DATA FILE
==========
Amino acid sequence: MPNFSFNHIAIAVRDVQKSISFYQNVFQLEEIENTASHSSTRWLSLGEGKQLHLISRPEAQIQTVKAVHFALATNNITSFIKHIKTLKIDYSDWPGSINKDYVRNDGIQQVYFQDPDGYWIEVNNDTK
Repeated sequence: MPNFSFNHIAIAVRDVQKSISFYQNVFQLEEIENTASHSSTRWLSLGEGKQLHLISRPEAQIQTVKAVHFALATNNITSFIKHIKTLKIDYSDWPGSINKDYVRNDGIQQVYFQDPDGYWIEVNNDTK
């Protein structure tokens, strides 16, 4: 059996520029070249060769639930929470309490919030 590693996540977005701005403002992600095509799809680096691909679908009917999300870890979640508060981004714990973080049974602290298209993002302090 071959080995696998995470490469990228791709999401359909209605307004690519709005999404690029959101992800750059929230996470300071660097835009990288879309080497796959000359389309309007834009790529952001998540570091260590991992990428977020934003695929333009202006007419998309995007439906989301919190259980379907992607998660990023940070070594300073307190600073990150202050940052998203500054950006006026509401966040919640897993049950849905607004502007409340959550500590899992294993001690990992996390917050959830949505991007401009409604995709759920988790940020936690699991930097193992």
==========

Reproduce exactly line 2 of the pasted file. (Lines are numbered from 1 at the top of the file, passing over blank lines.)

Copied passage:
Repeated sequence: MPNFSFNHIAIAVRDVQKSISFYQNVFQLEEIENTASHSSTRWLSLGEGKQLHLISRPEAQIQTVKAVHFALATNNITSFIKHIKTLKIDYSDWPGSINKDYVRNDGIQQVYFQDPDGYWIEVNNDTK